Project Lead(s): Eva Aluvaala
Malaria caused by P. falciparum is one of the most prevalent parasitic diseases in the tropics.
An estimated 3.3 billion people were at risk of malaria in 2010, with populations living in Sub-Saharan Africa having the highest risk of acquiring the disease.
The ability to quantify P. falciparum in the blood pre- and post-treatment is important, as the clinician and researcher are then able to determine the efficacy of the antimalarial as well as individual patient response to treatment.
Currently, the only means through which clinicians and researchers can measure P. falciparum (and thus monitor prognosis) is by use of microscopy.
However, this method is limited, as the sensitivity of the test varies with the relative skill of the technician. Furthermore, the test requires laboratory infrastructure, which is not always available in remote settings of developing countries.
This project aimed to measure the levels of Plasmodium lactate dehydrogenase (PLDH) in the saliva of malaria patients and relate this to response to treatment, as a way of monitoring disease prognosis.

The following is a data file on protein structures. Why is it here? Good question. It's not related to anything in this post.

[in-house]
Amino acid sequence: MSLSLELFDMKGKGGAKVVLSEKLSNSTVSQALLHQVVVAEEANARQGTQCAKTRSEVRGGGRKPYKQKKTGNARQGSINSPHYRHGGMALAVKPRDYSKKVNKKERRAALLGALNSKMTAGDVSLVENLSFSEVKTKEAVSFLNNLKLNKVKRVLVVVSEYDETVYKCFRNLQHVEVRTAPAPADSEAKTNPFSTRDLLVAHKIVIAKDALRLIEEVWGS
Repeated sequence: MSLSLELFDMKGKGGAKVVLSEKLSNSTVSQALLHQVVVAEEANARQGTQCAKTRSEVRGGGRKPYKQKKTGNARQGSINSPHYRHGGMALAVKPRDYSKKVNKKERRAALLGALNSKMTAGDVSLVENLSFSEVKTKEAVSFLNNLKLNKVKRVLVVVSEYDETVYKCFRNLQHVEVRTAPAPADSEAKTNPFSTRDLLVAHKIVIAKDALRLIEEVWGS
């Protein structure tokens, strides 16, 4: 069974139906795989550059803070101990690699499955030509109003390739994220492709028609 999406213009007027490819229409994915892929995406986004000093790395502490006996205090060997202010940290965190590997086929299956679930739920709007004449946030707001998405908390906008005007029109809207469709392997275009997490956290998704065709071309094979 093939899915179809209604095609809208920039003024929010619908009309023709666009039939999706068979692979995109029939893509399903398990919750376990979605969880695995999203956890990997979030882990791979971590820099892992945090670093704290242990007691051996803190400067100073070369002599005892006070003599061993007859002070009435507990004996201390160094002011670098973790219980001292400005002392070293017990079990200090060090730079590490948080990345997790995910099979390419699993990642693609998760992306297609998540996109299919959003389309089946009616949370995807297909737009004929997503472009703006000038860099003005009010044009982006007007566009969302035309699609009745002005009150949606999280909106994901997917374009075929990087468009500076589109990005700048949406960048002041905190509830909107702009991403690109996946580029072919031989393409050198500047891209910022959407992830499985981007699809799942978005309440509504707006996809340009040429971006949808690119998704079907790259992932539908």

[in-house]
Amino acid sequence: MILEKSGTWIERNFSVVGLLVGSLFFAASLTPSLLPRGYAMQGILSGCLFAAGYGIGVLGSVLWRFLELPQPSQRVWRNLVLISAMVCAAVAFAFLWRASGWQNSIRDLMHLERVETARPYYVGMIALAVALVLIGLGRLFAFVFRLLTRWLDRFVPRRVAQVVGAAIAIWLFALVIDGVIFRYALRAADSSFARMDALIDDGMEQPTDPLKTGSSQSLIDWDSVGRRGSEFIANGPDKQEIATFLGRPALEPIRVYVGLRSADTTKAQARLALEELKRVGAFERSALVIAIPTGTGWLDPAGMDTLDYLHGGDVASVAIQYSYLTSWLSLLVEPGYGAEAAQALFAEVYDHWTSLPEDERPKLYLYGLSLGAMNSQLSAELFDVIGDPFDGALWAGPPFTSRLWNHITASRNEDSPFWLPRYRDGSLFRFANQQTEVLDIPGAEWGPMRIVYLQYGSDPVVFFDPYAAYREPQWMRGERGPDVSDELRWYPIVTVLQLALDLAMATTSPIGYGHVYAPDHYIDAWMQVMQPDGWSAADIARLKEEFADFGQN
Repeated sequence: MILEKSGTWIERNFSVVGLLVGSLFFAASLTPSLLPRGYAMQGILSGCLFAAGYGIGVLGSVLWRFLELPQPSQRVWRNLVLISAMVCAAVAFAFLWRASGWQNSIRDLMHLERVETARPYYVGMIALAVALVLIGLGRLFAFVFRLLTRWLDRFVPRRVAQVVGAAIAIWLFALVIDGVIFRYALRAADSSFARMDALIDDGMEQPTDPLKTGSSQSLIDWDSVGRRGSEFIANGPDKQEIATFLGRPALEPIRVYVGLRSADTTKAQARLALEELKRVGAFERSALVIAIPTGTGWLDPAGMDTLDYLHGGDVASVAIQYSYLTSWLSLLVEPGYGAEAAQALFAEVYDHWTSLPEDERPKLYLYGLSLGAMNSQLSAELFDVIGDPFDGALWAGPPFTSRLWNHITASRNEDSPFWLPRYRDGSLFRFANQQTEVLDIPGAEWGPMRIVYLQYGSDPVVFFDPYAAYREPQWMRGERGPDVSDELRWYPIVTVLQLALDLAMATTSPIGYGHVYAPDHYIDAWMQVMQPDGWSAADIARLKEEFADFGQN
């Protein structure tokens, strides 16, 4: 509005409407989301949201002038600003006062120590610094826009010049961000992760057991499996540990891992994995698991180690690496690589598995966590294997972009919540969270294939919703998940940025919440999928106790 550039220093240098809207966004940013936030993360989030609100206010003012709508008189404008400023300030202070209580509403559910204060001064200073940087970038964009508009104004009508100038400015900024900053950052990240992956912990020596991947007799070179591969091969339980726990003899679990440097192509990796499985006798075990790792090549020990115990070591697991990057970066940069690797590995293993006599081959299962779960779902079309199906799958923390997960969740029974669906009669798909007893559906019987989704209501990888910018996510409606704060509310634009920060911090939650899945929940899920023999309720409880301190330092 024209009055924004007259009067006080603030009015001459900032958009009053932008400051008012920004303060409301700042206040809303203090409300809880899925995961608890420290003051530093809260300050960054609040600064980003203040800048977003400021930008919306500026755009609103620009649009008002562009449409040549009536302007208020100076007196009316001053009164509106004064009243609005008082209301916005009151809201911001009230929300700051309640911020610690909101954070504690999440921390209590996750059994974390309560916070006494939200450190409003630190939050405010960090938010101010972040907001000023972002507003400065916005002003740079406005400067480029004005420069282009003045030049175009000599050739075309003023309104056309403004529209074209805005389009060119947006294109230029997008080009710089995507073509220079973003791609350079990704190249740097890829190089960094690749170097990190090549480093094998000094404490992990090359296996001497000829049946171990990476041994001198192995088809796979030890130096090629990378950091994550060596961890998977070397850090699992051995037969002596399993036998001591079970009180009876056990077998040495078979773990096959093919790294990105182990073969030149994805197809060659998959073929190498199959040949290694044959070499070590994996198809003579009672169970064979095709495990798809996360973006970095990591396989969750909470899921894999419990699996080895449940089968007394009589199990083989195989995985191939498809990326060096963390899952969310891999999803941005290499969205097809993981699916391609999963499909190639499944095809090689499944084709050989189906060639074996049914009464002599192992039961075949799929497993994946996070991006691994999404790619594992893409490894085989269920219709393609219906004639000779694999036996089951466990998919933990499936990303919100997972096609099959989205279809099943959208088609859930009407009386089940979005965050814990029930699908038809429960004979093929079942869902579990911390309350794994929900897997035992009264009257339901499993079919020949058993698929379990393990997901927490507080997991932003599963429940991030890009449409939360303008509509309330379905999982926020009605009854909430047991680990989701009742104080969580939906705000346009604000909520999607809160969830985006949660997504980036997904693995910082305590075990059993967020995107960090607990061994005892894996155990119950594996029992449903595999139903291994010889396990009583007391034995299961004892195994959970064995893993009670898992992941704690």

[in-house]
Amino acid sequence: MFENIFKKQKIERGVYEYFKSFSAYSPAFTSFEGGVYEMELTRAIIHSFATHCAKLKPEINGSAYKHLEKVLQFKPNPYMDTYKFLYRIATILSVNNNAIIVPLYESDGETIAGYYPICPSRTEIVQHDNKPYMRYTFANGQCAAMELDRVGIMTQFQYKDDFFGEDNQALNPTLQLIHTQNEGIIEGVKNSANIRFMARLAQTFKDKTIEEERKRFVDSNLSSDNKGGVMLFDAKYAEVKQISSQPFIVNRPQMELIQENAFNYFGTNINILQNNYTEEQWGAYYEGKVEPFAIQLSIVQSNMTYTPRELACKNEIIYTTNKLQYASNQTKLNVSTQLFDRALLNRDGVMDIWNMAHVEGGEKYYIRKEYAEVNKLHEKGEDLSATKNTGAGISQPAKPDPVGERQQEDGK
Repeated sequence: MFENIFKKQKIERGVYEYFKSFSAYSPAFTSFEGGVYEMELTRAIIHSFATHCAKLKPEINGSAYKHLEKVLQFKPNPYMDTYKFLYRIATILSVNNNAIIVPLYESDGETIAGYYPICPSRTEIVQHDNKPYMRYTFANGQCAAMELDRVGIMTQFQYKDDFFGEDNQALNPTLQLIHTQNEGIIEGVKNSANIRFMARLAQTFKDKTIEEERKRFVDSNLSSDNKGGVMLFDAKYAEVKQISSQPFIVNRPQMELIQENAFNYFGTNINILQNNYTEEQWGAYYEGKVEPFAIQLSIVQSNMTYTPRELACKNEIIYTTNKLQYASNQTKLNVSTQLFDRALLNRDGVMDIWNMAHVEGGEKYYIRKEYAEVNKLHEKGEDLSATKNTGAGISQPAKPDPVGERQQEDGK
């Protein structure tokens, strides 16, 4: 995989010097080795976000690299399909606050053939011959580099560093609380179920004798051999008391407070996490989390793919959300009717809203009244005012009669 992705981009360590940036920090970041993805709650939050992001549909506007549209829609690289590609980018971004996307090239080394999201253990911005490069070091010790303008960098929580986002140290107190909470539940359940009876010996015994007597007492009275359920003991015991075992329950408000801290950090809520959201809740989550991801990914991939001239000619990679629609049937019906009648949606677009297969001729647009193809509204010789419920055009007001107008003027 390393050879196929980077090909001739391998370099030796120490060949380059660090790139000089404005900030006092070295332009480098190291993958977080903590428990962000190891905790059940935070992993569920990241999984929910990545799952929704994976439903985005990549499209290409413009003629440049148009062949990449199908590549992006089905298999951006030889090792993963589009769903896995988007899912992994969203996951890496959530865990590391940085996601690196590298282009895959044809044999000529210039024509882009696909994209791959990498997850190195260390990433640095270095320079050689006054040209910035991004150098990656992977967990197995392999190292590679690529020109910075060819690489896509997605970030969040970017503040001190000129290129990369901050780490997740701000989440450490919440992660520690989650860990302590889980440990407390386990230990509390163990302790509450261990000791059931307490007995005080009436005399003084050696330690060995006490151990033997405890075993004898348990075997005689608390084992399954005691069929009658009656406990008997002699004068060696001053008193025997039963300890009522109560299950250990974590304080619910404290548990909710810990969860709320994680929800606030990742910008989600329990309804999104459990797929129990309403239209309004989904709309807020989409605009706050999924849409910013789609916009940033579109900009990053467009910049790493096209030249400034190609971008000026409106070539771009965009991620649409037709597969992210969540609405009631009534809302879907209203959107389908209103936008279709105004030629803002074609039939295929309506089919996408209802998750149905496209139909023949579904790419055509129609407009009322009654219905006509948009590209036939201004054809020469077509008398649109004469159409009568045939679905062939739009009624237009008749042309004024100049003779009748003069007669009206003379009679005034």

PLDH is produced by the circulating parasites and thus the concentration is a reflection of the amount of parasite burden. By measuring this, it may be possible to indirectly estimate parasite burden.
Matched saliva and blood samples from patients with malaria pre- and post-treatment were collected.
The PLDH ELISA analysis using saliva samples pre- and post-treatment was completed.
A statistical analysis showed no correlation between the enzyme levels of PLDH in saliva and parasitemia, as determined by microscopy.
The team was able to detect and quantify LDH in saliva samples but got a number of false negatives.
There was no clear trend in the decrease of enzyme through course of treatment, as had been hypothesized.
However, treatment of saliva samples to mitigate effects of interferences resulted in improved detection of LDH in saliva; hence, false negatives can be reduced.
The team is currently working on further improving detection of LDH (malaria) in saliva. They may require additional funding in the future.